Caitlin Casey (Texas)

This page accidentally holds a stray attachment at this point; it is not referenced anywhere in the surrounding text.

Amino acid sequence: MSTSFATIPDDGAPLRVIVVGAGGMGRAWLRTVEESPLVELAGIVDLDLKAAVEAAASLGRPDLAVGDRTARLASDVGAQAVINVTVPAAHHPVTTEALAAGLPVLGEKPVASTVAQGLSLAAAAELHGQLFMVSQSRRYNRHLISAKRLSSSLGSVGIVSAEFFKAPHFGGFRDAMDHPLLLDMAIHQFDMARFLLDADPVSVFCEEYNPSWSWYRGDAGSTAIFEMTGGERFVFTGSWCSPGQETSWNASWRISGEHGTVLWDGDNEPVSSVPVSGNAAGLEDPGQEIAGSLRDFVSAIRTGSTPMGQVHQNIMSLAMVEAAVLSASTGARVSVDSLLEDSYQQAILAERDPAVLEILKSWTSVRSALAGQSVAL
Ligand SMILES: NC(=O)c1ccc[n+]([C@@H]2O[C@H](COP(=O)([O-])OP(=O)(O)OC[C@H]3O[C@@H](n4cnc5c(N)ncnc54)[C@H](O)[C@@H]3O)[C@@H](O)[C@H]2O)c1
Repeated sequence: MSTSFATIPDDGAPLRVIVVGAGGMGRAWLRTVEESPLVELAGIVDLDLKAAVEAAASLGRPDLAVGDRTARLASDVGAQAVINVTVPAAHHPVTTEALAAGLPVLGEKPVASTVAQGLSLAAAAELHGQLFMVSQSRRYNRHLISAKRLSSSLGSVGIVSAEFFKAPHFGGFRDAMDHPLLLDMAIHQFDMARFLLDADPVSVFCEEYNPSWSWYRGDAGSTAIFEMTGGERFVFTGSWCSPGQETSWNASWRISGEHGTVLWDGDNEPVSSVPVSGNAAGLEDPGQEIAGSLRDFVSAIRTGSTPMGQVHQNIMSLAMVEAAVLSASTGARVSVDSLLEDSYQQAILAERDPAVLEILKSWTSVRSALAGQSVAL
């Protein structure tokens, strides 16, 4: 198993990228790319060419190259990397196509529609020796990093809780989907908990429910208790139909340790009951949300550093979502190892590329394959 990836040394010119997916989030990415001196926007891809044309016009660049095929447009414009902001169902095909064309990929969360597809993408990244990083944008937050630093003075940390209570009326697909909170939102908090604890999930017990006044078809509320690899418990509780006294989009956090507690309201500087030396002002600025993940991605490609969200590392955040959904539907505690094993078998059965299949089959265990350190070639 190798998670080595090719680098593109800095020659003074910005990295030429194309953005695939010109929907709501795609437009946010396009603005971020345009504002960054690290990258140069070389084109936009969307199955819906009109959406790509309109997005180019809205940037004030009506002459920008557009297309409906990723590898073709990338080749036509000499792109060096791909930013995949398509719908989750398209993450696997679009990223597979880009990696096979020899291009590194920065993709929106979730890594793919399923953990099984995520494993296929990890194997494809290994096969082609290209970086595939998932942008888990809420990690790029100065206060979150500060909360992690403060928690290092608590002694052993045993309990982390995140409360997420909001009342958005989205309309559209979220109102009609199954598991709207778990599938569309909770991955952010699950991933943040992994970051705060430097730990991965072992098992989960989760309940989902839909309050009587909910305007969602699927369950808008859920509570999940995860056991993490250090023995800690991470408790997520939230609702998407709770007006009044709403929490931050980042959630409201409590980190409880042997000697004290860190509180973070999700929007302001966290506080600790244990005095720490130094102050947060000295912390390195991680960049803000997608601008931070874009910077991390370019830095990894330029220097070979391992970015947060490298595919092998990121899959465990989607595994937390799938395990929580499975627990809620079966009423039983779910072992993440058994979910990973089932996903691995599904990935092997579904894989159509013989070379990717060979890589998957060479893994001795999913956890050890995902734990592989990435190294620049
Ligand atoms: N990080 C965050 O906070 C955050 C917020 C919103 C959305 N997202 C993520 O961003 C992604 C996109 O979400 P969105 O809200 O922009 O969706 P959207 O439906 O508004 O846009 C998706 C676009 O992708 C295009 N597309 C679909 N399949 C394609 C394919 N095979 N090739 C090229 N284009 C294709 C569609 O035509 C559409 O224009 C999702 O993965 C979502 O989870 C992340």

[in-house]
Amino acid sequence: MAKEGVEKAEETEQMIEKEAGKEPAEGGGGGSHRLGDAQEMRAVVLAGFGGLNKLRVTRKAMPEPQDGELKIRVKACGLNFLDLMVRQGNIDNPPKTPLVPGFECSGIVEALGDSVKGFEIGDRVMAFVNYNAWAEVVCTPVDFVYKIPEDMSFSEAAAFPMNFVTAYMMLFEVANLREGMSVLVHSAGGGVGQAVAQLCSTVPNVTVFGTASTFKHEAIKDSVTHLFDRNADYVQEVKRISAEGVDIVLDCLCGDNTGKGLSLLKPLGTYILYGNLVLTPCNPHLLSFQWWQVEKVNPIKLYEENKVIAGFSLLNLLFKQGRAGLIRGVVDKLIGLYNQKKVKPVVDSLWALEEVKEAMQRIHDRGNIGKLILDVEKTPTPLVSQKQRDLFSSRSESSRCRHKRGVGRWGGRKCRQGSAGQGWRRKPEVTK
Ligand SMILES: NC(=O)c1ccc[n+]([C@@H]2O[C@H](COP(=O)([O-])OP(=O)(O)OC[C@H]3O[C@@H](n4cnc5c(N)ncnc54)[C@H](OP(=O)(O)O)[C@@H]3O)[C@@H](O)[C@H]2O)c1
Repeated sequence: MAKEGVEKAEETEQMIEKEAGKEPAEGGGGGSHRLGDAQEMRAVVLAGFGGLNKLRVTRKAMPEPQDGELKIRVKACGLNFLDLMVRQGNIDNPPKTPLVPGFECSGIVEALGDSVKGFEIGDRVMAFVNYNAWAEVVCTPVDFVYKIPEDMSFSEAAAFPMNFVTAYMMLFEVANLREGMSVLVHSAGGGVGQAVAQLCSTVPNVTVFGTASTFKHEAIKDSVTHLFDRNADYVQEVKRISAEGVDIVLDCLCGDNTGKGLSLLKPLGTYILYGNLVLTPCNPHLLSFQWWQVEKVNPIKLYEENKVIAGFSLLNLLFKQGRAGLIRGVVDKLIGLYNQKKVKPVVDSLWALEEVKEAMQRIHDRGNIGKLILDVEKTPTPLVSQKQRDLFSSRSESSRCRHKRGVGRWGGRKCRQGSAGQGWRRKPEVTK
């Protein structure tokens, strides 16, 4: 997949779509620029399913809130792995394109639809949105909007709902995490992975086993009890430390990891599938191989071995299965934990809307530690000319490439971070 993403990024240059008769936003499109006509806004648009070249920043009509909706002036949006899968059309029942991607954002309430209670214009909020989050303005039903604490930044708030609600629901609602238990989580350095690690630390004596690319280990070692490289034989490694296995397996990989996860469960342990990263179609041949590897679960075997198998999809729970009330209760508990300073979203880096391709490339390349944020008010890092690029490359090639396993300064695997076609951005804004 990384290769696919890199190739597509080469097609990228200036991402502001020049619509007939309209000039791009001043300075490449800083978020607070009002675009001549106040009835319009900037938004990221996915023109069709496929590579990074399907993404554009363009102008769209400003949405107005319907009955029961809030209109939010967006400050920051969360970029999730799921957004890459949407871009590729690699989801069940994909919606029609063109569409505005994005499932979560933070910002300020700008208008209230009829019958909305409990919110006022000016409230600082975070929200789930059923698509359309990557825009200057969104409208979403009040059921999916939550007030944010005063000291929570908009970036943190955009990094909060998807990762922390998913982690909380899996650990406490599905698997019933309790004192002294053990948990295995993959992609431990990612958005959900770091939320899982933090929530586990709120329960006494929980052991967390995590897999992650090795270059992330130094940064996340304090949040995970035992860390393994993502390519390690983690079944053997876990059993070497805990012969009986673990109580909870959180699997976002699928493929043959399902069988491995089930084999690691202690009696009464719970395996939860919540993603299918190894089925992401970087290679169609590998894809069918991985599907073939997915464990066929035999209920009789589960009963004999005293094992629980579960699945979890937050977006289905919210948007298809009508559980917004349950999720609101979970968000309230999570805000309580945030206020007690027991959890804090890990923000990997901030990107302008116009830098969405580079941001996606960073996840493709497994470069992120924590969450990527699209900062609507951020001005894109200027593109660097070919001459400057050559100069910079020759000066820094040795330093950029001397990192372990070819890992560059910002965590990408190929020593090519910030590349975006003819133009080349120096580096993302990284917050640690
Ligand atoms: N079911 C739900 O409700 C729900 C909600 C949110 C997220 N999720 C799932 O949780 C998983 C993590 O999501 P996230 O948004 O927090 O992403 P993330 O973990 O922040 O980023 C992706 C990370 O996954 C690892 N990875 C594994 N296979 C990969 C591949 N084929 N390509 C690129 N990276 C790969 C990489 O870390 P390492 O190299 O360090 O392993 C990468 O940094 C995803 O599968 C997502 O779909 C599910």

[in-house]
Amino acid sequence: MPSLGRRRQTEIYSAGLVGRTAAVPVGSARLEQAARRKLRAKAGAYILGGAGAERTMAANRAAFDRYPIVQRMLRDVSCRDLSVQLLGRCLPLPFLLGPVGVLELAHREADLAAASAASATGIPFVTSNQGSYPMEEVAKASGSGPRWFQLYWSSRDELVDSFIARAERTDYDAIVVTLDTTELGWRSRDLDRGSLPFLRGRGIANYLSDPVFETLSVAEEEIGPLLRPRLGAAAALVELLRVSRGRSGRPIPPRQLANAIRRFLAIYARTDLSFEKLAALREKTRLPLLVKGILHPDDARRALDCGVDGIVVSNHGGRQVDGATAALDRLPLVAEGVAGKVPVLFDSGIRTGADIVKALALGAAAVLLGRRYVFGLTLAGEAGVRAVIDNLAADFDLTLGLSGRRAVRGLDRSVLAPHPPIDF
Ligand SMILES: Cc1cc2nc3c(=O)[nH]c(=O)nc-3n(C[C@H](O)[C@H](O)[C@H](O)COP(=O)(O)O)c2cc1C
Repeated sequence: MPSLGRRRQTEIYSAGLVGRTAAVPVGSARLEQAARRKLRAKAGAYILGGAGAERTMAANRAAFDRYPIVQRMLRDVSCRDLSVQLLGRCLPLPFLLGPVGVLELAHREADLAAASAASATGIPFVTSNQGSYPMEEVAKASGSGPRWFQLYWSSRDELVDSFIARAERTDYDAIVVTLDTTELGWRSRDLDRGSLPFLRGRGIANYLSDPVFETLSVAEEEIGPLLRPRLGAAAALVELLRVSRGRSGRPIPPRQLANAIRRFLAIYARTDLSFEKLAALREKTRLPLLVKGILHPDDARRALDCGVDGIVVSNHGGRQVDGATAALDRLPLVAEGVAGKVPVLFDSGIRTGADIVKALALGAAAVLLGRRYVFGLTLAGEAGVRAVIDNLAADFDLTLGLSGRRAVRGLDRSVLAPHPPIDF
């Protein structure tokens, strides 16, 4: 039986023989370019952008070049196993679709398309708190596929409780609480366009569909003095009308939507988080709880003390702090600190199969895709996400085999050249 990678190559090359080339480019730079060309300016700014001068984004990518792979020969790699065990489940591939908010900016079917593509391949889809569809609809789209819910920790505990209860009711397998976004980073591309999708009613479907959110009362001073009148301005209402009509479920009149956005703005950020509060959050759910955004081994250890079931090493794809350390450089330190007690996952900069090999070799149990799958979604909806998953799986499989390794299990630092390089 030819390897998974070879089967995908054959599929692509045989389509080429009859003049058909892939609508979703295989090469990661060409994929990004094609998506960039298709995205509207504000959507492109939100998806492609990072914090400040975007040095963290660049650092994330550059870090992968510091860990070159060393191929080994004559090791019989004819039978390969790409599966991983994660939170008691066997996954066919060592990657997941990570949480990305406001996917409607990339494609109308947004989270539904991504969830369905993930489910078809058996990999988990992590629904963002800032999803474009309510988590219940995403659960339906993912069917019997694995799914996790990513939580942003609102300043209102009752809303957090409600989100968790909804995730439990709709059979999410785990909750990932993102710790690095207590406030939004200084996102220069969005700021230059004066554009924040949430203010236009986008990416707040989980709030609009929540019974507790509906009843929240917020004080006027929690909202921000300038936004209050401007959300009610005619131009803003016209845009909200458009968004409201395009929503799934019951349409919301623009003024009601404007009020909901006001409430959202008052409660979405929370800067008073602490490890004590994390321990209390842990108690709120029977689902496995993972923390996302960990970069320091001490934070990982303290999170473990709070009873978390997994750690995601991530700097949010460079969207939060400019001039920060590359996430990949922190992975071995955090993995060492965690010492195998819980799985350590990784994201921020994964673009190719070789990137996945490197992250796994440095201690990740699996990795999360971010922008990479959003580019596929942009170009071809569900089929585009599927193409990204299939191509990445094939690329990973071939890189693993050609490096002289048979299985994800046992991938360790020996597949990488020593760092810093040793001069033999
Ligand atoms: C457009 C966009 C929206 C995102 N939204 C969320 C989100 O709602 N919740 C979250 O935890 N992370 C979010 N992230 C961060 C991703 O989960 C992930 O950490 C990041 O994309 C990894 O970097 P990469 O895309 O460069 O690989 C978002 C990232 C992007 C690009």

Dusty star-forming galaxies host the most intense stellar nurseries in the Universe. Their unusual characteristics (star formation rates of 200-2000 Msun/yr, compared to the Milky Way’s 1 Msun/yr) pose a unique challenge for cosmological simulations of how galaxies form and evolve, particularly in the first few billion years after the Big Bang. Although rare today, these unusual galaxies were factors of 1000 times more prevalent 10 billion years ago, contributing significantly to the buildup of the Universe’s stars during catastrophic galaxy-galaxy collisions that ignited shortlived but extremely powerful bursts of star formation. Their presence in massive galaxy protoclusters — precursors of galaxy clusters, the most massive gravitationally bound objects in the Universe — only revealed quite recently, pose intriguing questions regarding the collapse of the cosmic web on immense physical scales. I will discuss the unique origins of such a rare galaxy population, and what they teach us about galaxy growth and the collapse of large scale structure in an evolving Universe.